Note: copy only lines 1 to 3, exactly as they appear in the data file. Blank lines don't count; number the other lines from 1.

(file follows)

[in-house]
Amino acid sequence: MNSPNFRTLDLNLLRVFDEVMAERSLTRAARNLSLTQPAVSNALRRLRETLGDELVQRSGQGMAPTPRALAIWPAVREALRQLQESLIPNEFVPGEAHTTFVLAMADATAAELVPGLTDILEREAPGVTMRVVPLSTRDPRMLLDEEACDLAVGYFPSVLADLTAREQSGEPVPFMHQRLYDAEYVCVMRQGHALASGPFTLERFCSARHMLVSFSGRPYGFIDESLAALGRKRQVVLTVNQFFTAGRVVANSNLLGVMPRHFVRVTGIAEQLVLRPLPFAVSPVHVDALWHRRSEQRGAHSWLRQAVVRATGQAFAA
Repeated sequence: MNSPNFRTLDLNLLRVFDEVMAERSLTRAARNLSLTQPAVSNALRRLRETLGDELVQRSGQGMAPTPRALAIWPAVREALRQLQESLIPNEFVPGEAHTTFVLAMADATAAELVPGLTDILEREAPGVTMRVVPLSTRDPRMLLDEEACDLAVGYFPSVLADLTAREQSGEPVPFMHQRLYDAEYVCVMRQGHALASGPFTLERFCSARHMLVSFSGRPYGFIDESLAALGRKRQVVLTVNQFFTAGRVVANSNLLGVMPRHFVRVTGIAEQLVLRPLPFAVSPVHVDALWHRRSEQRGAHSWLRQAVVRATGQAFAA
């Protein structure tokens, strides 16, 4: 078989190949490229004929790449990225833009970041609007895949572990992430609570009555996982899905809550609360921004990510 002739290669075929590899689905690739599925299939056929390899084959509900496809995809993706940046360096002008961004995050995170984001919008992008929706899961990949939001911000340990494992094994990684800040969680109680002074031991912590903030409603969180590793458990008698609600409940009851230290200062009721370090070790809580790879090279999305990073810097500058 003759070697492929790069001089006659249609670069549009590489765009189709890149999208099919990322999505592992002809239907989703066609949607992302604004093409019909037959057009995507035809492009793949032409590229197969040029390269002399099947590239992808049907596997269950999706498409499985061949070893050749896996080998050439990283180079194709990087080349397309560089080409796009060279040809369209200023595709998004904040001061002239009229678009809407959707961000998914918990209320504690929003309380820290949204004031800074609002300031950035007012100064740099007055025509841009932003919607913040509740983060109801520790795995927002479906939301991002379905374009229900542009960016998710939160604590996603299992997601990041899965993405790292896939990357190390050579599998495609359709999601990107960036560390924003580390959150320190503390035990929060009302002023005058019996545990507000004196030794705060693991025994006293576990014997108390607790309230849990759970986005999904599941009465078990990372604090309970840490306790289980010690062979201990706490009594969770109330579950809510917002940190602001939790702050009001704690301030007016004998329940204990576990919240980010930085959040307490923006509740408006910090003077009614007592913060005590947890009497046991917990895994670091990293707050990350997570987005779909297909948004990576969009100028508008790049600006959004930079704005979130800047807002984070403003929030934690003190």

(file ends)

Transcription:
[in-house]
Amino acid sequence: MNSPNFRTLDLNLLRVFDEVMAERSLTRAARNLSLTQPAVSNALRRLRETLGDELVQRSGQGMAPTPRALAIWPAVREALRQLQESLIPNEFVPGEAHTTFVLAMADATAAELVPGLTDILEREAPGVTMRVVPLSTRDPRMLLDEEACDLAVGYFPSVLADLTAREQSGEPVPFMHQRLYDAEYVCVMRQGHALASGPFTLERFCSARHMLVSFSGRPYGFIDESLAALGRKRQVVLTVNQFFTAGRVVANSNLLGVMPRHFVRVTGIAEQLVLRPLPFAVSPVHVDALWHRRSEQRGAHSWLRQAVVRATGQAFAA
Repeated sequence: MNSPNFRTLDLNLLRVFDEVMAERSLTRAARNLSLTQPAVSNALRRLRETLGDELVQRSGQGMAPTPRALAIWPAVREALRQLQESLIPNEFVPGEAHTTFVLAMADATAAELVPGLTDILEREAPGVTMRVVPLSTRDPRMLLDEEACDLAVGYFPSVLADLTAREQSGEPVPFMHQRLYDAEYVCVMRQGHALASGPFTLERFCSARHMLVSFSGRPYGFIDESLAALGRKRQVVLTVNQFFTAGRVVANSNLLGVMPRHFVRVTGIAEQLVLRPLPFAVSPVHVDALWHRRSEQRGAHSWLRQAVVRATGQAFAA